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Future of Cross-Chain Bridges: Challenges & Opportunities – Expert Insights



The next generation of bridges aims to be trust-minimized and highly secure, enabling a seamless exchange of value between different blockchains. The question of complete safety when bridging across blockchains remains, leading to consideration of staying within a single blockchain ecosystem or exploring Layer 2 rollups as potentially better alternatives.

Daniel Lumi, an Independent Researcher and Consultant specializing in zero-knowledge, L2 technology, DAOs, and privacy, delivered a talk on the state of bridges in Web3 at EthCC. 

He emphasized that many hacks in the blockchain space have been associated with bridge vulnerabilities, resulting in substantial capital losses exceeding $2 billion from the X Infinity Bridge, The Nomad Bridge, and the Solana Wormhole Bridge hacks. 

Lumi expressed the need for improved bridges in a world with multiple chains, stating, “We live in a world with many chains, and if we do live in that world, we definitely need better bridges than we currently have.”

Blockchain bridges serve as mechanisms that enable interoperability between different blockchains, facilitating seamless transfers of assets, data, or messages. 

They play a critical role in enhancing cross-chain transactions, data sharing, and communication within the blockchain ecosystem. By connecting blockchains, bridges enhance overall functionality, scalability, and liquidity.

Challenges with bridges

The speaker cited specific problems associated with bridges, which include bridge upgrades, smart contract bugs, and verifier issues in ZK proofs. 

He pointed out that the reality is that while bridges such as multi-sig, custodial bridges, and optimistic fraud-proof-based bridges are most commonly used today, there is still room for improvement in how they are designed.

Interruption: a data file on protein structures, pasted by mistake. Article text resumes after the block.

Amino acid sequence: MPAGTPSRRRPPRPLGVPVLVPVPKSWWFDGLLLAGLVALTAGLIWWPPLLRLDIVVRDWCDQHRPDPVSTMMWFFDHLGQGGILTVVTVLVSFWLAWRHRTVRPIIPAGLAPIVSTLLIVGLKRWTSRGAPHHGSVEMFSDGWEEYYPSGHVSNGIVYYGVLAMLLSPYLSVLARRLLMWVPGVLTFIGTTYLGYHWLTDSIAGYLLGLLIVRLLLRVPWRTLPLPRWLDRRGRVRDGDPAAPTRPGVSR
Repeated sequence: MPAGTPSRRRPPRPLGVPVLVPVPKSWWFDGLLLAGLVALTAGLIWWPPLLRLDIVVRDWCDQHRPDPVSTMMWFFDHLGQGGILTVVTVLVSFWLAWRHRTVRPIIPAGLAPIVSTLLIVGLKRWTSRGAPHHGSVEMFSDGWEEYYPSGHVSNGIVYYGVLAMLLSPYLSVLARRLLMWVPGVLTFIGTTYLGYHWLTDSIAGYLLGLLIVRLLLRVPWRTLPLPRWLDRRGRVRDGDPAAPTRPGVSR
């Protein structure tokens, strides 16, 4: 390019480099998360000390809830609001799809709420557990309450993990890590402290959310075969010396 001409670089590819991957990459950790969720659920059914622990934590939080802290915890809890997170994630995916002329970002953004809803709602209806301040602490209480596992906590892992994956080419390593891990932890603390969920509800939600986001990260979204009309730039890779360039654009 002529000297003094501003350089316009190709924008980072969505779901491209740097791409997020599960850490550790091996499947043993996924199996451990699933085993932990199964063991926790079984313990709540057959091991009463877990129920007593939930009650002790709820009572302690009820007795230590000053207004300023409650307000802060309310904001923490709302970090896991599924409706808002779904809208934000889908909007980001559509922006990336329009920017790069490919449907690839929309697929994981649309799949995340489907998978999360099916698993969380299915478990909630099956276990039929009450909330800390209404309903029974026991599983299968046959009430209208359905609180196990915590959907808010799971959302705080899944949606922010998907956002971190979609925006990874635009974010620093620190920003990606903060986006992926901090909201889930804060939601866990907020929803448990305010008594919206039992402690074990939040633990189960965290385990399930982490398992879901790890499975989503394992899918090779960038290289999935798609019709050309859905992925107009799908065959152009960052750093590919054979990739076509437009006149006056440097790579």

He added that the focus when designing the next generation of cross-chain bridges should be on “light client” bridges, which are native to the protocol, and “ZK bridges,” which use zero-knowledge proofs. 

A light client in a blockchain context refers to a method of accessing and verifying data on a blockchain without needing to download the entire blockchain history. 

Instead of re-executing every transaction, a light client only downloads the latest state of the blockchain, allowing users to see their balances and perform transactions without the need for extensive data processing.

In the context of bridges, light clients can be utilized to achieve trust-minimized cross-chain communication. 

Instead of fully integrating one blockchain into another to create a trustless bridge, light clients enable the submission of the latest state of one blockchain to a bridge contract on another blockchain. 

This approach reduces the need for absolute trust in intermediaries and provides benefits such as user-enforced transactions and improved latency.

L2+ Bridges

Highlighting the benefits and issues with each kind of bridge design, he said that to improve Layer 2 bridges, there is a need to look into the security and trust architecture. 

He also added that Layer 1 chains are still important as well for trustless message passing which can help mitigate risks associated with cross-chain bridges.

The researcher also revealed the concept of L2+ bridges, where multiple Layer 2 chains use the same bridge, and how this approach can improve scalability and user experience. 

In addition, Daniel said that other solutions to apply when solving the bridge problem are to improve bridge security, such as implementing circuit breakers, delay periods for upgrades, and multiple verifiers to enhance fault tolerance.

Read also; EthCC: Vitalik Buterin highlights account abstraction challenges on Ethereum

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